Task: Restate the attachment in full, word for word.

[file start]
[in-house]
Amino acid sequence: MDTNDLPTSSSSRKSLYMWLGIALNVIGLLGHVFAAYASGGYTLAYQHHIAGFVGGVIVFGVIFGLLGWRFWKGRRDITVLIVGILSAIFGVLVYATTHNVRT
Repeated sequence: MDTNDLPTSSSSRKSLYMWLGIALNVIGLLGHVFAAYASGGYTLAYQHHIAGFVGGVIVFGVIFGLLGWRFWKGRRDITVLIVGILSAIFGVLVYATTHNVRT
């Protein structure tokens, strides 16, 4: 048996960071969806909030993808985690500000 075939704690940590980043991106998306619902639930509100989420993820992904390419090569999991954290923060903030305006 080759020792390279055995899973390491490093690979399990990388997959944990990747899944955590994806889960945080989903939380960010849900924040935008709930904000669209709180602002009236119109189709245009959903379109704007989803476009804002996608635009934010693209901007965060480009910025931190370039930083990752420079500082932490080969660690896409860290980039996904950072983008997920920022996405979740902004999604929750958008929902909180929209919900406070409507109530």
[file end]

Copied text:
[in-house]
Amino acid sequence: MDTNDLPTSSSSRKSLYMWLGIALNVIGLLGHVFAAYASGGYTLAYQHHIAGFVGGVIVFGVIFGLLGWRFWKGRRDITVLIVGILSAIFGVLVYATTHNVRT
Repeated sequence: MDTNDLPTSSSSRKSLYMWLGIALNVIGLLGHVFAAYASGGYTLAYQHHIAGFVGGVIVFGVIFGLLGWRFWKGRRDITVLIVGILSAIFGVLVYATTHNVRT
């Protein structure tokens, strides 16, 4: 048996960071969806909030993808985690500000 075939704690940590980043991106998306619902639930509100989420993820992904390419090569999991954290923060903030305006 080759020792390279055995899973390491490093690979399990990388997959944990990747899944955590994806889960945080989903939380960010849900924040935008709930904000669209709180602002009236119109189709245009959903379109704007989803476009804002996608635009934010693209901007965060480009910025931190370039930083990752420079500082932490080969660690896409860290980039996904950072983008997920920022996405979740902004999604929750958008929902909180929209919900406070409507109530």